RER: There are students then, like you said, that kind of have that aversion to certain communities. And there’s some people that aren’t involved in this MSA community. How do you try to get the MSA to be helpful for the students who aren’t connected to it or who aren’t involved in it?
Khatoon: A very large part of that is honestly just conversation and talking with a smile. Every single time I talk to someone that’s kind of apprehensive about this space, without failure they’ve always been like, “What type of MSA is this? Like, is this like the toxic type of MSA?” And I’m so glad when I hear that question because then I can explain and be like, “No,” and talk about my experience. I feel like just me talking about my own experience, having been through those spaces and then being here now, really helps people.
RER: How about non-Muslims, what kind of tone do you try to set for non Muslims through the MSA?
Khatoon: Two of my closest friends at Loyola are non-Muslim. Throughout high school itself, just because I’ve basically had to convince people that we’re not a threat, I’ve kind of gained experience with making spaces for people that are not a part of our faith or our communities to come and experience them and learn more about them so that they too can realize that like, we’re just a bunch of dorks that like the same thing. And the more that people come to these events, the more they see that. Every single time someone asks me “Oh, like, my friend’s not Muslim. Like, is it gonna be weird if they come with me?” I always make sure to be like “No, MSA is open to everyone.” Historically, if you look at some of the best Muslim communities, even just anthropologically, we’ve always been very keen on making sure that everyone feels safe and respected in all of our spaces, contrary to what people seem to think that we are. So, I really try to make a personal effort to extend that olive branch and make it known that we are like that.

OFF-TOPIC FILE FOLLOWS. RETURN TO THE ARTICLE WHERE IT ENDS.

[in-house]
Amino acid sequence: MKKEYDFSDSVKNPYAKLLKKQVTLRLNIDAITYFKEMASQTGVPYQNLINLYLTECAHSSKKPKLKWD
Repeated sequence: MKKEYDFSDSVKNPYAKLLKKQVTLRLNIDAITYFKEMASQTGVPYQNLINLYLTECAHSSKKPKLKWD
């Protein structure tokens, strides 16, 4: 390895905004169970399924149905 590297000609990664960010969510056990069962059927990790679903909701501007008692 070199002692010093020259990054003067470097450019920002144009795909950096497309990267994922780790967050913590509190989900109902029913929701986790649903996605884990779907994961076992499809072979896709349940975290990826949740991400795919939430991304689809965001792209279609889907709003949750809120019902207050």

RER: Do you have anything specific in mind, like any type of environment, experience or opportunity that you hope to create for the Loyola community through MSA this year?
Khatoon: I know that before COVID, Fast-a-Thon used to be a really big thing. And we haven’t been able to do it the past three years that I’ve been at Loyola. I’m trying to take a proactive measure because I noticed that a lot of people that were not Muslim or that were Muslim would come just to Iftars (fast-breaking meal observed during Ramadan) even if they wouldn’t come to MSA. I’ve already begun planning on how we can make [Ramadan] more approachable and friendly, how we can involve everyone–regardless if they are part of MSA or not, regardless if they identify as Muslim or not. I really want to work on Fast-a-Thon because then we’re specifically highlighting or asking interfaith communities to join us and participate with us in this tradition because I feel like Ramadan really brings out the best in us and our community.
To see more of the MSA, check out their Instagram! @loyolamsa